John Gillespie Magee, Jr.
Oh! I have slipped the surly bonds of Earth And danced the skies on laughter-silvered wings;
Sunward I’ve climbed, and joined the tumbling mirth of sun-split clouds, — and done a hundred things
You have not dreamed of — wheeled and soared and swung… High in the sunlit silence. Hov’ring there,
I’ve chased the shouting wind along, and flung… My eager craft through footless halls of air….
Up, up the long, delirious, burning blue… I’ve topped the wind-swept heights with easy grace.
Where never lark, or even eagle flew — And, while with silent, lifting mind I’ve trod… The high untrespassed sanctity of space, – Put out my hand, and touched the face of God.
John Gillespie Magee, Jr. Born 9 June 1922, Died 11 December 1941
He was an American aviator and poet who died as a result of a mid-air collision over Lincolnshire during World War II. He was serving in the Royal Canadian Air Force, which he joined before the United States officially entered the war. He is most famous for his poem “High Flight.”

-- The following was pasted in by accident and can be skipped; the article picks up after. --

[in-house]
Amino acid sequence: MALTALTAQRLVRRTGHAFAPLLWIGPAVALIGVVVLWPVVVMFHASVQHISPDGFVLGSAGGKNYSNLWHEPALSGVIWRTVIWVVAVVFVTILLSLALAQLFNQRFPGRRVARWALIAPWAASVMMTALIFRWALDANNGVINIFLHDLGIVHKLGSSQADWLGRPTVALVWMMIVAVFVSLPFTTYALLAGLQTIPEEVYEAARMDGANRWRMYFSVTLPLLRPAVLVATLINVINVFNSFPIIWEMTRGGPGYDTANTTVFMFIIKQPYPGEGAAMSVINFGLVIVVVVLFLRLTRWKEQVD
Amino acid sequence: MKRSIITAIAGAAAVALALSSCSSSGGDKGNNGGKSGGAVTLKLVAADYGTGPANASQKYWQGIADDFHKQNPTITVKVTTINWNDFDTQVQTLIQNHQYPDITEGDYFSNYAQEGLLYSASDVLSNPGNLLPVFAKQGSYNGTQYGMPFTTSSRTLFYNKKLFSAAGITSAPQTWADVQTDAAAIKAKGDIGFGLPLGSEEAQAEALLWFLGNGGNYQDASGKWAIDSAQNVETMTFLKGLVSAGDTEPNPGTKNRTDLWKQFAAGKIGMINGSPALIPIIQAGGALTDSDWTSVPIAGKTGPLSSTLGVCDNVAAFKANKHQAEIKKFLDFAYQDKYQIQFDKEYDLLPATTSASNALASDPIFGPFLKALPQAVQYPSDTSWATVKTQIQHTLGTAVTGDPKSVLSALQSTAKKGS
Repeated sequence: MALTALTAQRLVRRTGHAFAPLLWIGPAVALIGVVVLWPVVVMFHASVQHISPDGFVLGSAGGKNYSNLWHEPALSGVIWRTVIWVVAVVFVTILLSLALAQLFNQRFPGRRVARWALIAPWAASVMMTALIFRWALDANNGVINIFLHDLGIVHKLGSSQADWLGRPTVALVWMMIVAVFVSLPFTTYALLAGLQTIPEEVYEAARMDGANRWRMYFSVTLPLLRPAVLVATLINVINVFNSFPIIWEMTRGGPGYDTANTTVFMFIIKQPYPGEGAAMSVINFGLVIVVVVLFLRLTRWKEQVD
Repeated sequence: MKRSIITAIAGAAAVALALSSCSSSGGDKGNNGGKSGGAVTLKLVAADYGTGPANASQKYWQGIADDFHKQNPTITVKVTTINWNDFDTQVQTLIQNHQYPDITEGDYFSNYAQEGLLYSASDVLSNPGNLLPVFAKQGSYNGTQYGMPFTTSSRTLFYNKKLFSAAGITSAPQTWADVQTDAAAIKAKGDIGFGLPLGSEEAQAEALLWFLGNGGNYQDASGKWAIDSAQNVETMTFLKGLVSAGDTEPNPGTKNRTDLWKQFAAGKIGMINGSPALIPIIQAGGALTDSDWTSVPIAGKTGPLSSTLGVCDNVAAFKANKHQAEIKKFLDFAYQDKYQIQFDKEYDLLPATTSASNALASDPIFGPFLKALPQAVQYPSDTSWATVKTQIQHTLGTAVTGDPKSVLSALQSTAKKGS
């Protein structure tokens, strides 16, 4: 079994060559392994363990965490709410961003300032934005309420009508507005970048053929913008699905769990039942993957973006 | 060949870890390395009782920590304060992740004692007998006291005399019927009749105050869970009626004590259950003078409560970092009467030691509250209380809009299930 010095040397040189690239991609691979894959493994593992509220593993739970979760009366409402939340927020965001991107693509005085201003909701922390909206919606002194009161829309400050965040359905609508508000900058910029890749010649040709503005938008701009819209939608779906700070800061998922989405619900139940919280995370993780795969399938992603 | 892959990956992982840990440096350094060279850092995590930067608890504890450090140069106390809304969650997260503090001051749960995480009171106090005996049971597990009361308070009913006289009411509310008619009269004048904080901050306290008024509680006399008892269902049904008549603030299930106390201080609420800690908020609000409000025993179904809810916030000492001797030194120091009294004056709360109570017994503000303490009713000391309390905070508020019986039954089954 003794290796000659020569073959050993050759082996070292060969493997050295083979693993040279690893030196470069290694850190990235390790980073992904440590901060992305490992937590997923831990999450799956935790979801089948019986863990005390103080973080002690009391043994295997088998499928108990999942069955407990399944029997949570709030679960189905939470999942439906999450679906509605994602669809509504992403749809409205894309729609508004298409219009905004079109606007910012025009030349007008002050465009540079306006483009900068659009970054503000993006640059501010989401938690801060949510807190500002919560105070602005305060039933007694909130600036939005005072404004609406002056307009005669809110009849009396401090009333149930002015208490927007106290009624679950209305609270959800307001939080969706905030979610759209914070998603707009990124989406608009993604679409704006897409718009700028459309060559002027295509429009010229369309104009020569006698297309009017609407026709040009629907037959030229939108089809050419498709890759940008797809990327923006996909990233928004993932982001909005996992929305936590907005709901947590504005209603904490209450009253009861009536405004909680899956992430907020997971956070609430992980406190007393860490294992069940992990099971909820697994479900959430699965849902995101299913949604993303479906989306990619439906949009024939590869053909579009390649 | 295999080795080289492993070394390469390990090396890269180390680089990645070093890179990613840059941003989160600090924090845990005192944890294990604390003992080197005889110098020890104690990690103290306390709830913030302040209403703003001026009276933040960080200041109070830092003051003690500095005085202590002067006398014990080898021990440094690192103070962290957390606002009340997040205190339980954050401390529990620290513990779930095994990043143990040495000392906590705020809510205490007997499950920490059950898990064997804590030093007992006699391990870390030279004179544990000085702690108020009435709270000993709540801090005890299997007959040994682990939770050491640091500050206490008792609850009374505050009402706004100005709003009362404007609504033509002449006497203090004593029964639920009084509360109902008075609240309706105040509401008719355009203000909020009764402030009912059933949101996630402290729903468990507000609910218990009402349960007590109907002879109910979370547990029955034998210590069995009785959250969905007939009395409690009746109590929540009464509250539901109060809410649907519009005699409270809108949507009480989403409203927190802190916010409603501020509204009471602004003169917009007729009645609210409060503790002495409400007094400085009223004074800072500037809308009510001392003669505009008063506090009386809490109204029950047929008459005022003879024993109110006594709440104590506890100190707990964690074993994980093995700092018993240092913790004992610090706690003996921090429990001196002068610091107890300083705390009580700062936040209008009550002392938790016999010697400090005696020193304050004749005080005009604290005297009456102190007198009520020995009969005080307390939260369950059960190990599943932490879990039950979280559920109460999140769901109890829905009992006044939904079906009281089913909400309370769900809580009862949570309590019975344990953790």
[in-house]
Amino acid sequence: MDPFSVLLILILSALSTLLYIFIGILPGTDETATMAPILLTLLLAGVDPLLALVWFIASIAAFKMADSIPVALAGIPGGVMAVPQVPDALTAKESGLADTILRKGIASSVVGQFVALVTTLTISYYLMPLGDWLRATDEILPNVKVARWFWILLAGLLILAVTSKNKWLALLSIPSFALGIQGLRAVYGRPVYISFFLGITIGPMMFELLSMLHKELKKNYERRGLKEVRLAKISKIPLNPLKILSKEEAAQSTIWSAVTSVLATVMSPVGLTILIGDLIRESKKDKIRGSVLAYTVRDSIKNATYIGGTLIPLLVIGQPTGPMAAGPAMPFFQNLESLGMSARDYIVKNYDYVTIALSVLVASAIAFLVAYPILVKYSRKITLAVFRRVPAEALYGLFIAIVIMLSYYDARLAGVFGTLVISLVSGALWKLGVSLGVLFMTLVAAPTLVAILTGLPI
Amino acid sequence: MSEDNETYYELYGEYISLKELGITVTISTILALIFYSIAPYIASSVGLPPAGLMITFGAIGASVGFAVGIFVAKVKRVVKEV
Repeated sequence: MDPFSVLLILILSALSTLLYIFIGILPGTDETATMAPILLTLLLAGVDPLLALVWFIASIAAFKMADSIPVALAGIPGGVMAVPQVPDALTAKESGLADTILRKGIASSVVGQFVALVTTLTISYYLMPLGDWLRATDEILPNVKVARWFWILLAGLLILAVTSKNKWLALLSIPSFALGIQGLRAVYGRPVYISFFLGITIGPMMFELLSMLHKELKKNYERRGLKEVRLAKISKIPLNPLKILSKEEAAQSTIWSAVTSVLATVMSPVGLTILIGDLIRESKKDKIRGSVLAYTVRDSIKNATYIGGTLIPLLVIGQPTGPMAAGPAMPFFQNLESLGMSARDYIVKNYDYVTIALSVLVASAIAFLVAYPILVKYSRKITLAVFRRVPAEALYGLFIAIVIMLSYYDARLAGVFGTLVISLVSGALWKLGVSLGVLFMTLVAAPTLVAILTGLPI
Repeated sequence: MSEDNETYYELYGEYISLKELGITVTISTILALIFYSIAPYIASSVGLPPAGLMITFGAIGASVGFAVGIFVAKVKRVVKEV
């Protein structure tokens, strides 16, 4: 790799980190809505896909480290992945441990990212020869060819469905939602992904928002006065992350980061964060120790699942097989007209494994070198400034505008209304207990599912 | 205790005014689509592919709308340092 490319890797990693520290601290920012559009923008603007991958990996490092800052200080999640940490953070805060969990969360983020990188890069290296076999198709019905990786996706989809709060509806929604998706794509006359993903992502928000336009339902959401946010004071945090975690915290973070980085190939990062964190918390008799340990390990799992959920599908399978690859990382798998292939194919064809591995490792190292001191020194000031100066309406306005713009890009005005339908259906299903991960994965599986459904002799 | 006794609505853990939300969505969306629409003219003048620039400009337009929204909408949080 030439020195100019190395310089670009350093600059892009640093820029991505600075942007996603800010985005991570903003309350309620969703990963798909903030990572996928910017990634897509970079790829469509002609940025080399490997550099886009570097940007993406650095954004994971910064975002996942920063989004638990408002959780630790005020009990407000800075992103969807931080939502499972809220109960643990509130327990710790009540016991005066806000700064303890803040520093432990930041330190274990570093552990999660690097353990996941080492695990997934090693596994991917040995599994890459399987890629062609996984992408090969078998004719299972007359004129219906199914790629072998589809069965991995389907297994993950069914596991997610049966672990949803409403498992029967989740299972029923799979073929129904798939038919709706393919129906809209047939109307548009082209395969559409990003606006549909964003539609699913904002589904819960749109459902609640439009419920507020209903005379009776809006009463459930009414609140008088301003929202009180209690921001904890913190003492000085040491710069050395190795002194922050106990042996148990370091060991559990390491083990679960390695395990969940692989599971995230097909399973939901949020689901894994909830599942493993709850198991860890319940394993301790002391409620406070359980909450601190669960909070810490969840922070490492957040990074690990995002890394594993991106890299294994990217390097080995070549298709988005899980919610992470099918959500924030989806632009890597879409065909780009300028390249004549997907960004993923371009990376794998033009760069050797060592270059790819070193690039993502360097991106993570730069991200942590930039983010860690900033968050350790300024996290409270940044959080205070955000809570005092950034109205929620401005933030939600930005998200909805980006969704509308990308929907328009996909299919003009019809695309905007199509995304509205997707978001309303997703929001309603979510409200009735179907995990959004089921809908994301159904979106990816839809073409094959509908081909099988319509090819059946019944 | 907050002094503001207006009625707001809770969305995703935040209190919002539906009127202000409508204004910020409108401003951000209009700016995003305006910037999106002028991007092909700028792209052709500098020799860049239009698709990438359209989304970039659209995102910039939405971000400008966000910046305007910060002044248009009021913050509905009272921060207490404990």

John Gillespie Magee, Junior was born in Shanghai, China, to an American father and a British mother who worked as Anglican missionaries. Magee Senior, from Pittsburgh, Pennsylvania the family of some wealth and influence the Pittsburgh area Magee Senior, disregarding family wealth, chose to become an Episcopal priest and was sent as a missionary to China where he met his wife, she was from Helmingham in Suffolk, England. John and Faith were married in 1921; John Junior was their first-born of four sons, he was born in 1922, followed by David, Christopher and Hugh.
John began his education at the American School, Nanking (1929–1931). In 1931 he moved with his mother to Britain where he continued his education first at St Clare preparatory school near Walmer, Kent (1931–1935).